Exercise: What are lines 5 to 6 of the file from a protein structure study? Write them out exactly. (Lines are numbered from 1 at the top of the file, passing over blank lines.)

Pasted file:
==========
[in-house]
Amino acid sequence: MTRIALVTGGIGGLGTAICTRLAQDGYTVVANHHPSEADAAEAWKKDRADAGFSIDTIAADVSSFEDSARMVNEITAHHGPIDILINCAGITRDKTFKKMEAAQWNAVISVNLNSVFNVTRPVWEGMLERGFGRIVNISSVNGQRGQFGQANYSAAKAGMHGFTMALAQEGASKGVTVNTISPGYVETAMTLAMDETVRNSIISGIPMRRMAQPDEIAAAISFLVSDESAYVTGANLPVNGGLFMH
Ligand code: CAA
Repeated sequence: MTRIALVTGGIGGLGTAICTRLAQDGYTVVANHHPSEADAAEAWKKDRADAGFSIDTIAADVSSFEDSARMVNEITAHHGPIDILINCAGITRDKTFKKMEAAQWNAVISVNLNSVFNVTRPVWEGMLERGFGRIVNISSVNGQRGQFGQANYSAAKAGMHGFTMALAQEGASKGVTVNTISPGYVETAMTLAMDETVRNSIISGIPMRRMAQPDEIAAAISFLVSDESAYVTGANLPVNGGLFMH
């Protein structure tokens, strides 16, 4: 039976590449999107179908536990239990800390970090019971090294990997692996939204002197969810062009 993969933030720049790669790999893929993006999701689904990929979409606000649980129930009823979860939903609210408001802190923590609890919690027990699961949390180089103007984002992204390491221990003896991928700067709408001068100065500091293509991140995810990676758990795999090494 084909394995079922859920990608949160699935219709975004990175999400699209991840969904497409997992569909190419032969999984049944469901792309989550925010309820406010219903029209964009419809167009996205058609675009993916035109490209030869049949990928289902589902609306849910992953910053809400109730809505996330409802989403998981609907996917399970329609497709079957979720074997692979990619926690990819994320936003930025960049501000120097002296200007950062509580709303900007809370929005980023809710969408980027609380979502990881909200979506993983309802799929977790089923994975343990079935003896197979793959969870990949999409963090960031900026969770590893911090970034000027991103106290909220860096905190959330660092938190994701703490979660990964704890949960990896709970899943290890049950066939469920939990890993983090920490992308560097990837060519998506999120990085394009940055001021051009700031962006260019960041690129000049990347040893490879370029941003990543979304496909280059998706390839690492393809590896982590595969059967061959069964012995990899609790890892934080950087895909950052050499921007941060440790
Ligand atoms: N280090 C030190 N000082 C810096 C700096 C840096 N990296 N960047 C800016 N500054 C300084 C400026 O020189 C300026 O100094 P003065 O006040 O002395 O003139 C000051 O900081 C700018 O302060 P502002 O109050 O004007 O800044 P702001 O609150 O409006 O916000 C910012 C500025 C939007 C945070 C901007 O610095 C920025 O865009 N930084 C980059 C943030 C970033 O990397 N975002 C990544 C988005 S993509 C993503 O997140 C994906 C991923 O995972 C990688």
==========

């Protein structure tokens, strides 16, 4: 039976590449999107179908536990239990800390970090019971090294990997692996939204002197969810062009 993969933030720049790669790999893929993006999701689904990929979409606000649980129930009823979860939903609210408001802190923590609890919690027990699961949390180089103007984002992204390491221990003896991928700067709408001068100065500091293509991140995810990676758990795999090494 084909394995079922859920990608949160699935219709975004990175999400699209991840969904497409997992569909190419032969999984049944469901792309989550925010309820406010219903029209964009419809167009996205058609675009993916035109490209030869049949990928289902589902609306849910992953910053809400109730809505996330409802989403998981609907996917399970329609497709079957979720074997692979990619926690990819994320936003930025960049501000120097002296200007950062509580709303900007809370929005980023809710969408980027609380979502990881909200979506993983309802799929977790089923994975343990079935003896197979793959969870990949999409963090960031900026969770590893911090970034000027991103106290909220860096905190959330660092938190994701703490979660990964704890949960990896709970899943290890049950066939469920939990890993983090920490992308560097990837060519998506999120990085394009940055001021051009700031962006260019960041690129000049990347040893490879370029941003990543979304496909280059998706390839690492393809590896982590595969059967061959069964012995990899609790890892934080950087895909950052050499921007941060440790
Ligand atoms: N280090 C030190 N000082 C810096 C700096 C840096 N990296 N960047 C800016 N500054 C300084 C400026 O020189 C300026 O100094 P003065 O006040 O002395 O003139 C000051 O900081 C700018 O302060 P502002 O109050 O004007 O800044 P702001 O609150 O409006 O916000 C910012 C500025 C939007 C945070 C901007 O610095 C920025 O865009 N930084 C980059 C943030 C970033 O990397 N975002 C990544 C988005 S993509 C993503 O997140 C994906 C991923 O995972 C990688």